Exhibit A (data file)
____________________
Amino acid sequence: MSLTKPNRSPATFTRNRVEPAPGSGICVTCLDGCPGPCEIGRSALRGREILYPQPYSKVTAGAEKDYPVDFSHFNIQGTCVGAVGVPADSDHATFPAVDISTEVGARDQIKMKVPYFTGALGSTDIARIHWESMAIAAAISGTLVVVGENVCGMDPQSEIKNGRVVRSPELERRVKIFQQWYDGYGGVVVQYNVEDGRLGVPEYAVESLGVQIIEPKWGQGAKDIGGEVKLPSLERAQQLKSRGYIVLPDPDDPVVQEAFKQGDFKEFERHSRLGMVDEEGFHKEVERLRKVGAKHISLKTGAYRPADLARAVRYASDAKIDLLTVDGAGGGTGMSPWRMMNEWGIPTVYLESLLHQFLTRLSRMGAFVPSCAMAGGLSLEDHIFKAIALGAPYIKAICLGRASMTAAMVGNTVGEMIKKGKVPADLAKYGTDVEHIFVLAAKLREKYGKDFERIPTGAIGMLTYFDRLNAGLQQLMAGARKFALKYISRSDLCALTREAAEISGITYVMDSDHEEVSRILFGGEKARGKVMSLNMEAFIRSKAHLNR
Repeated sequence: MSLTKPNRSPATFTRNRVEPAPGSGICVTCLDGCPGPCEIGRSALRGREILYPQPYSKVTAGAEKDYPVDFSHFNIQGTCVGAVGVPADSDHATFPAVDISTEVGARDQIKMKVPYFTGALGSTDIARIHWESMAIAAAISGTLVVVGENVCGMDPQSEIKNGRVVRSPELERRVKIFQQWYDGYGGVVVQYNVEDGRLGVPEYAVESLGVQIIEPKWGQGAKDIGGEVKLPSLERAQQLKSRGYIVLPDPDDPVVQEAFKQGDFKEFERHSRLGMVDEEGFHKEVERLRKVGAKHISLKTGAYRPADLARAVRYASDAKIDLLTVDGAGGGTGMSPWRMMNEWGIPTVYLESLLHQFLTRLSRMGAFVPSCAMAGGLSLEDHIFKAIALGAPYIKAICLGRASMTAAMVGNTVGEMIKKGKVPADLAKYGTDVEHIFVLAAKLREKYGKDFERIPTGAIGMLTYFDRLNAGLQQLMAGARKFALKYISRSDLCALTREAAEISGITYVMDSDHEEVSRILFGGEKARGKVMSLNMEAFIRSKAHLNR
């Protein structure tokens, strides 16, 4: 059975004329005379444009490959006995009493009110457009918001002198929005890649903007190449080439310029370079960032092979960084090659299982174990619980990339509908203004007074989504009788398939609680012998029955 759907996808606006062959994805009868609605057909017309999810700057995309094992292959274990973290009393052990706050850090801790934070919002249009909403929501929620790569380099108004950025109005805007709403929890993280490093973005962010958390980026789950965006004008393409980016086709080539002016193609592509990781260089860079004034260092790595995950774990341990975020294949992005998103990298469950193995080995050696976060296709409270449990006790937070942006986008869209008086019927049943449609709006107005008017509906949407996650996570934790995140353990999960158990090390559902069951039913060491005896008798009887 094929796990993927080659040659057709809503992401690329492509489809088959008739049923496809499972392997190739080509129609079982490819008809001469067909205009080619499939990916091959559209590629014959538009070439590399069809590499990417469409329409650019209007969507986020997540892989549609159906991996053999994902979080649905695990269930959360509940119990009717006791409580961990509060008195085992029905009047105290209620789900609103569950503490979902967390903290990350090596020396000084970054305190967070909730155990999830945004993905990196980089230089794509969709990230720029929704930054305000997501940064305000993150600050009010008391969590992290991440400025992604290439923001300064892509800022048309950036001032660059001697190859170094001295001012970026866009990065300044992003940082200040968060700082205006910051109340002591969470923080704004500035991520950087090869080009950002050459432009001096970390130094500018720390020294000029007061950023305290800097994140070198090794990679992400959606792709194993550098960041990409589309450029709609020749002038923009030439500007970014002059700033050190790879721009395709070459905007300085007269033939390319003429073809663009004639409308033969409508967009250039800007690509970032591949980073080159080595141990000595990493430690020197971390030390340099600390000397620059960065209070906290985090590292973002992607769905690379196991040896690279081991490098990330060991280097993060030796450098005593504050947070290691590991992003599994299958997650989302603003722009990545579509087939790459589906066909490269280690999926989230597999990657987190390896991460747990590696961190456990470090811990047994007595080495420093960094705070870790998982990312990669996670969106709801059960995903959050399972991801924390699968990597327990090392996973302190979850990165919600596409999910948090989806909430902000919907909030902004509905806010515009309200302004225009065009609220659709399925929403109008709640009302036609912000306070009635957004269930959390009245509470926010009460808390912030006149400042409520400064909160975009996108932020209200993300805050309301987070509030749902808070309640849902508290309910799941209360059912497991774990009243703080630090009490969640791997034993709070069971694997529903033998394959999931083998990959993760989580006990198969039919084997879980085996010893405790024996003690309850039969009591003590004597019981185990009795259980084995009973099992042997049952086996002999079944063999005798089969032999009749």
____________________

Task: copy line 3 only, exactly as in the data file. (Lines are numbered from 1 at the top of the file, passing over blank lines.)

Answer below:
């Protein structure tokens, strides 16, 4: 059975004329005379444009490959006995009493009110457009918001002198929005890649903007190449080439310029370079960032092979960084090659299982174990619980990339509908203004007074989504009788398939609680012998029955 759907996808606006062959994805009868609605057909017309999810700057995309094992292959274990973290009393052990706050850090801790934070919002249009909403929501929620790569380099108004950025109005805007709403929890993280490093973005962010958390980026789950965006004008393409980016086709080539002016193609592509990781260089860079004034260092790595995950774990341990975020294949992005998103990298469950193995080995050696976060296709409270449990006790937070942006986008869209008086019927049943449609709006107005008017509906949407996650996570934790995140353990999960158990090390559902069951039913060491005896008798009887 094929796990993927080659040659057709809503992401690329492509489809088959008739049923496809499972392997190739080509129609079982490819008809001469067909205009080619499939990916091959559209590629014959538009070439590399069809590499990417469409329409650019209007969507986020997540892989549609159906991996053999994902979080649905695990269930959360509940119990009717006791409580961990509060008195085992029905009047105290209620789900609103569950503490979902967390903290990350090596020396000084970054305190967070909730155990999830945004993905990196980089230089794509969709990230720029929704930054305000997501940064305000993150600050009010008391969590992290991440400025992604290439923001300064892509800022048309950036001032660059001697190859170094001295001012970026866009990065300044992003940082200040968060700082205006910051109340002591969470923080704004500035991520950087090869080009950002050459432009001096970390130094500018720390020294000029007061950023305290800097994140070198090794990679992400959606792709194993550098960041990409589309450029709609020749002038923009030439500007970014002059700033050190790879721009395709070459905007300085007269033939390319003429073809663009004639409308033969409508967009250039800007690509970032591949980073080159080595141990000595990493430690020197971390030390340099600390000397620059960065209070906290985090590292973002992607769905690379196991040896690279081991490098990330060991280097993060030796450098005593504050947070290691590991992003599994299958997650989302603003722009990545579509087939790459589906066909490269280690999926989230597999990657987190390896991460747990590696961190456990470090811990047994007595080495420093960094705070870790998982990312990669996670969106709801059960995903959050399972991801924390699968990597327990090392996973302190979850990165919600596409999910948090989806909430902000919907909030902004509905806010515009309200302004225009065009609220659709399925929403109008709640009302036609912000306070009635957004269930959390009245509470926010009460808390912030006149400042409520400064909160975009996108932020209200993300805050309301987070509030749902808070309640849902508290309910799941209360059912497991774990009243703080630090009490969640791997034993709070069971694997529903033998394959999931083998990959993760989580006990198969039919084997879980085996010893405790024996003690309850039969009591003590004597019981185990009795259980084995009973099992042997049952086996002999079944063999005798089969032999009749």